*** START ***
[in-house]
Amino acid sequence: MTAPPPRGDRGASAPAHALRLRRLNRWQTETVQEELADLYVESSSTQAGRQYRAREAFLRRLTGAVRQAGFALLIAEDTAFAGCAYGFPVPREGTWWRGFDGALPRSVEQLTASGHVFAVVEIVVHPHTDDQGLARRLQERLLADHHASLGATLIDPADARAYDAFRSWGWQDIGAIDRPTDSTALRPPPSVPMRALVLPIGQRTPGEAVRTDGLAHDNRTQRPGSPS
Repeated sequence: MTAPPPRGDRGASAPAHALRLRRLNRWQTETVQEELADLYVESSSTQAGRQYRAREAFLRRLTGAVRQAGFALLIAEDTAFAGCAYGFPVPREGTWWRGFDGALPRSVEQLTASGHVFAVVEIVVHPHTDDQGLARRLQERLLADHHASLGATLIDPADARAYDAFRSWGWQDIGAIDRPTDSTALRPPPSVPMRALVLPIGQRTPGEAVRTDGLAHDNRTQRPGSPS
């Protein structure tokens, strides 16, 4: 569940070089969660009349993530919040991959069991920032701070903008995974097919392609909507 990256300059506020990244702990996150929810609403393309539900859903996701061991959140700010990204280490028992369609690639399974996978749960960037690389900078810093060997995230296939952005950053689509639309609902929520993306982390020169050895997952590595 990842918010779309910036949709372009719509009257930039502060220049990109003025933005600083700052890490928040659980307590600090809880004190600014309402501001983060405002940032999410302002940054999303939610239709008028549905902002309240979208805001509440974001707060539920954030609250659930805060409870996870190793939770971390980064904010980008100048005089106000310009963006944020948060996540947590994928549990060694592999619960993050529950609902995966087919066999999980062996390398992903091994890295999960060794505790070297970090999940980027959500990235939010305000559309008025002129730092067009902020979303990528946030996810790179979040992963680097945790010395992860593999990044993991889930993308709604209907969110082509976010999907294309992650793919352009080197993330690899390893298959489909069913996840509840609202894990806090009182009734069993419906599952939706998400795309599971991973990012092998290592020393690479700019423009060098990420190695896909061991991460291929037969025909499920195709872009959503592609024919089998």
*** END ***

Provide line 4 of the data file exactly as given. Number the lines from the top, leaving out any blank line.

């Protein structure tokens, strides 16, 4: 569940070089969660009349993530919040991959069991920032701070903008995974097919392609909507 990256300059506020990244702990996150929810609403393309539900859903996701061991959140700010990204280490028992369609690639399974996978749960960037690389900078810093060997995230296939952005950053689509639309609902929520993306982390020169050895997952590595 990842918010779309910036949709372009719509009257930039502060220049990109003025933005600083700052890490928040659980307590600090809880004190600014309402501001983060405002940032999410302002940054999303939610239709008028549905902002309240979208805001509440974001707060539920954030609250659930805060409870996870190793939770971390980064904010980008100048005089106000310009963006944020948060996540947590994928549990060694592999619960993050529950609902995966087919066999999980062996390398992903091994890295999960060794505790070297970090999940980027959500990235939010305000559309008025002129730092067009902020979303990528946030996810790179979040992963680097945790010395992860593999990044993991889930993308709604209907969110082509976010999907294309992650793919352009080197993330690899390893298959489909069913996840509840609202894990806090009182009734069993419906599952939706998400795309599971991973990012092998290592020393690479700019423009060098990420190695896909061991991460291929037969025909499920195709872009959503592609024919089998």